Species Information

The word pelagic comes from the Greek πέλαγος or pélagos, which means open sea.

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Pelagic fish are normally found swimming in mid-water, where traditional fish like cod and haddock are found. Pelagic fish are generally found in large shoals. In fact, herring features in the Guinness book of records as the most numerous fish.

The main commercial pelagic species caught by Irish pelagic vessels include mackerel (Scomber scombrus), herring (Clupea harengus), horse mackerel (Trachurus trachurus) and blue whiting (Micromesistius poutassou).


Mackerel can be found in mid-water travelling in large dense, shoals, often at great speed and making very long migrations. It is a voracious, opportunistic feeder and feeds mainly on zooplankton, but also on some small pelagic fish. As a result it is a very oil-rich fish, building up high energy reserves during the spring and summer which it needs both for migration and subsequent gonad development during the following winter.

The majority of mackerel from the Irish quota is landed in January and February. Currently, the majority of this fish is purchased by the Russian market for smoking purposes.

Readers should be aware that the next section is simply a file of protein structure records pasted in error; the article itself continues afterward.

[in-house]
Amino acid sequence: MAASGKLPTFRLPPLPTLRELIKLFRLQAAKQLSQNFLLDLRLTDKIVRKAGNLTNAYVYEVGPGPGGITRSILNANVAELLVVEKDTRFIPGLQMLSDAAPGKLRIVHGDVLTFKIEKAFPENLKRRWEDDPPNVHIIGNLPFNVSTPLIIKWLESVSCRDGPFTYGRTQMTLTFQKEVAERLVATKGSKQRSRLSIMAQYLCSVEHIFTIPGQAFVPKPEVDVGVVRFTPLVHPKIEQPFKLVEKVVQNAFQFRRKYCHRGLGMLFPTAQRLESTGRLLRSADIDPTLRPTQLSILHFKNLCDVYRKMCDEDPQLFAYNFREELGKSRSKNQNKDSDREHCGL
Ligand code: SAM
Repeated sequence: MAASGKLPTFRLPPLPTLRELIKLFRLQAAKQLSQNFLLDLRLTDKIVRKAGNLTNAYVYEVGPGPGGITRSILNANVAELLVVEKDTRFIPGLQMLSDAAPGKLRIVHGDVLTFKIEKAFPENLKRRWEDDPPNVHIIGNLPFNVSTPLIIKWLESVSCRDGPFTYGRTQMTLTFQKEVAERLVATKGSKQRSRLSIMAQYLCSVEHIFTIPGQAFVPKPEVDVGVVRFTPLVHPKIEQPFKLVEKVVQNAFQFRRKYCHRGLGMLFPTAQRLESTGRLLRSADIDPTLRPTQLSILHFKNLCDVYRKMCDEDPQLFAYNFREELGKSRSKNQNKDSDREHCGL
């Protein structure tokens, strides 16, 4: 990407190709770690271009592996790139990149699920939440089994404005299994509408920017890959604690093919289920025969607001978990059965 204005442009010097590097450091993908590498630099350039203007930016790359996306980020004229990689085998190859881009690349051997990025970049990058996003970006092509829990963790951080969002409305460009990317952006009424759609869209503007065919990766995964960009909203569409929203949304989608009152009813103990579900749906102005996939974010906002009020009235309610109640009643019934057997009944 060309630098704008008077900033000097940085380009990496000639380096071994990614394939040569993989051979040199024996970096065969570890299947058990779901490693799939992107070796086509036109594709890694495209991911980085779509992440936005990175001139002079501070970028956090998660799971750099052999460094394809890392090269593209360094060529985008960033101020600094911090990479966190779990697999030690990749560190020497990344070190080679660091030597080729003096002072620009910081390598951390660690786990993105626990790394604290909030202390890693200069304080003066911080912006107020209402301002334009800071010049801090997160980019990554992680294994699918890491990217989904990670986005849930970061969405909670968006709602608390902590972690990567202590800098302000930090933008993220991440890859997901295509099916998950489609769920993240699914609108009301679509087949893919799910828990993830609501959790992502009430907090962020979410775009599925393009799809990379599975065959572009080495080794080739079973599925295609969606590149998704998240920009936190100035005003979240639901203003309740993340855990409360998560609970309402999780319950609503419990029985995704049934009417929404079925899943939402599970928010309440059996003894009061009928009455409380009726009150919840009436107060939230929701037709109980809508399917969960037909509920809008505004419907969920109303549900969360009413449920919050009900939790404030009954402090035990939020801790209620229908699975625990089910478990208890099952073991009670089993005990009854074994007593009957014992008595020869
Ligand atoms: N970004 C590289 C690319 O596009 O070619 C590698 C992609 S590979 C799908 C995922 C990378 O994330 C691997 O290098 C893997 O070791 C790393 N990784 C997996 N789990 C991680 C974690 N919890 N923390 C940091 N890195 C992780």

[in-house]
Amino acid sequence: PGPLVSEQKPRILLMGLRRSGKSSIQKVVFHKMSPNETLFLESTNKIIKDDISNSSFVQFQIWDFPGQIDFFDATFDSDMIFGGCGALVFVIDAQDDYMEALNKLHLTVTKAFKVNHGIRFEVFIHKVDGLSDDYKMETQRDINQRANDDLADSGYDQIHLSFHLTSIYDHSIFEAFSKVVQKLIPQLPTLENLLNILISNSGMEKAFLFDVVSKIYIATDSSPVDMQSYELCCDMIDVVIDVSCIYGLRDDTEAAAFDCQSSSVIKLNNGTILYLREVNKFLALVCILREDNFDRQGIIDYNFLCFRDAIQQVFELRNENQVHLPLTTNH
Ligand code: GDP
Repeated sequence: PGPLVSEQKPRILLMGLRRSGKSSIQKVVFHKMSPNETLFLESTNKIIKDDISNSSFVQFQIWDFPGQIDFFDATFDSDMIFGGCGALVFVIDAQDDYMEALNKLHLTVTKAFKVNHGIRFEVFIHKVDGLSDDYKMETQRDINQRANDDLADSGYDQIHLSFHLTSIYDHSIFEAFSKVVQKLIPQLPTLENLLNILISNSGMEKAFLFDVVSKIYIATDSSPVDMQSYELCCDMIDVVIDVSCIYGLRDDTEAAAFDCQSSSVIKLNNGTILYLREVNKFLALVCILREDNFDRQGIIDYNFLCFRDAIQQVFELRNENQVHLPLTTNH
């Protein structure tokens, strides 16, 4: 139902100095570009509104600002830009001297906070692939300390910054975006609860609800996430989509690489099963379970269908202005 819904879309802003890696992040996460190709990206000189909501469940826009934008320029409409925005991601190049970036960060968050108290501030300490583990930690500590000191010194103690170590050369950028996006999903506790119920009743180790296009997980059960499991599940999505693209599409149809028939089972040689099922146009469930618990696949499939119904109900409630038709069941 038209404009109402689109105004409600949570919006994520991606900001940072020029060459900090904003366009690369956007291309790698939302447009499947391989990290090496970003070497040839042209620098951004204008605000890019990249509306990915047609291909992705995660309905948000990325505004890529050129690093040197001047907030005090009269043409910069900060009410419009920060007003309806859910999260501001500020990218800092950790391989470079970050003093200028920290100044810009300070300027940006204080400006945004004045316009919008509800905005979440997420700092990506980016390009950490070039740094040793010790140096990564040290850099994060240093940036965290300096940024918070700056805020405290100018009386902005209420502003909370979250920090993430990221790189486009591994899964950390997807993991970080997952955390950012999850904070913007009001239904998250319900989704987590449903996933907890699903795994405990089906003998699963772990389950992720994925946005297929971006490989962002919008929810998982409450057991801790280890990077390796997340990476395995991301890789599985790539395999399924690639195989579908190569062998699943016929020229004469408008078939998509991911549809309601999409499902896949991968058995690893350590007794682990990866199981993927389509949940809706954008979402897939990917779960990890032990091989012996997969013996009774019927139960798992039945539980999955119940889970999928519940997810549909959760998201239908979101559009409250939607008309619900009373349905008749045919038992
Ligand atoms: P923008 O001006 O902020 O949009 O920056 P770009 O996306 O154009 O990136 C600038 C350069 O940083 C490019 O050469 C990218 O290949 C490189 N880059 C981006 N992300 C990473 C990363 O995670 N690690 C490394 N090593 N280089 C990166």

Herring are found schooling in coastal waters, and have complex feeding and spawning migrations. They feed on small planktonic copepods and spend the day in deeper water, but rise to the surface at night and find their food visually. Schooling behaviour, silvery sides, excellent hearing, and very fast escape response all act as anti-predator devices.

Herring can be divided into several different stocks. The most important stocks in the East Atlantic are the winter-spawning Norwegian and Icelandic herrings, the autumn spawning Icelandic and North Sea herrings and the Baltic herrings.

The Irish quota for herring is split between January, February and the autumn months.

Horse mackerel

Adult horse mackerel form large schools in coastal areas with sandy substrate. They feed on fish, crustaceans, and cephalopods. They are not a well-known species in Ireland, and are mainly traded frozen. Seventy per cent of the Irish quota is caught in the spring fishery, from January to March, and the remainder is caught between October and December, in the autumn fishery.

Blue whiting


This species is relatively unknown on the domestic Irish market with large scale processing of the species in Killybegs since 2005. Unlike other pelagic species, blue whiting are low in fat as they are a member of the gadoid family (related to cod, haddock and whiting).

The primary target market for blue whiting is Africa, where it is a source of good value protein. In addition, a proportion goes to China for reprocessing.

The limited Irish quota is caught in February and March. Given the blue whiting resource is off the west coast of Ireland, a large proportion of the Norwegian catch is landed into Killybegs for processing.